Chronic childhood poverty is often considered synonymous with the risk of adverse outcomes. In this paper, we consider the ways in which notions of risk, poverty and childhood are constructed and supported through empirical research. We find that poverty and childhood are often implicitly assumed to be conditions that place young human beings at greater risk. We review the differences between how poverty has been defined and conceptualised, and how it is experienced as a lived reality. We discuss how risk is constituted and approached as a subject of empirical research. Finally, we turn our attention to the discourses, debates and theories concerning universal childhoods and therefore, universal risks to children. We then reflect on contributions from human development research that inform notions of risk to children. In conclusion, we argue that any evaluation of risk in contexts of chronic childhood poverty must include both the structural implications and complexities of poverty in a given context, as well as the multidimensional nature of growth and development among poor children.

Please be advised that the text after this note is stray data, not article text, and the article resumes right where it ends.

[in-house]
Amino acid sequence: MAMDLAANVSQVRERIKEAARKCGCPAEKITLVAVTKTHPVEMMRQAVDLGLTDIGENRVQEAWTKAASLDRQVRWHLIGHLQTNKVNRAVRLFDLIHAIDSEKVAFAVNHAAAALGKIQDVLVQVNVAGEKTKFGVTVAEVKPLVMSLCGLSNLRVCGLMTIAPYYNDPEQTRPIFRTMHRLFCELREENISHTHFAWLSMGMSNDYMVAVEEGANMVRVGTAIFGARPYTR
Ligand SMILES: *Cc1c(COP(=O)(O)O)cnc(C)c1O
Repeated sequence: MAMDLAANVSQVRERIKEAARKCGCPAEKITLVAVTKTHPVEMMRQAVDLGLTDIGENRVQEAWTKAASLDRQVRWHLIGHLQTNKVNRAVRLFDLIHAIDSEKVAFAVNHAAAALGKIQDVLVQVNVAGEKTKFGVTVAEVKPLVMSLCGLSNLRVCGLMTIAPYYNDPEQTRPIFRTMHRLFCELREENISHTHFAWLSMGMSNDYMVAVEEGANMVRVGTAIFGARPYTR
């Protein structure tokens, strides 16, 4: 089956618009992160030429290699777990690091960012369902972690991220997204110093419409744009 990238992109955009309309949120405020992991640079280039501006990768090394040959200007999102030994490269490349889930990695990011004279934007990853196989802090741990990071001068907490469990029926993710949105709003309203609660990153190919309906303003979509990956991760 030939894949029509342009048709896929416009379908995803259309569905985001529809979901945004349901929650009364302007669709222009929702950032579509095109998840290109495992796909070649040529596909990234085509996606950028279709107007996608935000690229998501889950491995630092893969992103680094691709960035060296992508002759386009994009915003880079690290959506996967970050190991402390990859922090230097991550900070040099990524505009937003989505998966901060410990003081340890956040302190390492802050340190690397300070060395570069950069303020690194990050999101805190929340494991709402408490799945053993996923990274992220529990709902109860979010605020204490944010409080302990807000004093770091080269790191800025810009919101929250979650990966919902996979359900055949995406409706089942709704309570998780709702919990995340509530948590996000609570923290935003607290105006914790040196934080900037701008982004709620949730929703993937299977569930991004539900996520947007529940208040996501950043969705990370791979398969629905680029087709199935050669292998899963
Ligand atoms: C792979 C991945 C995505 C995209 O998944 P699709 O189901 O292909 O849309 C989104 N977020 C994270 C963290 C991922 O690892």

Hardgrove, A.; Enenajor, A.; Lee, A.J. Risk and Childhood Poverty: Notes from Theory and Research. Young Lives, Department of International Development at the University of Oxford, Oxford, UK (2011) 25 pp. [Young Lives Technical Note 22.]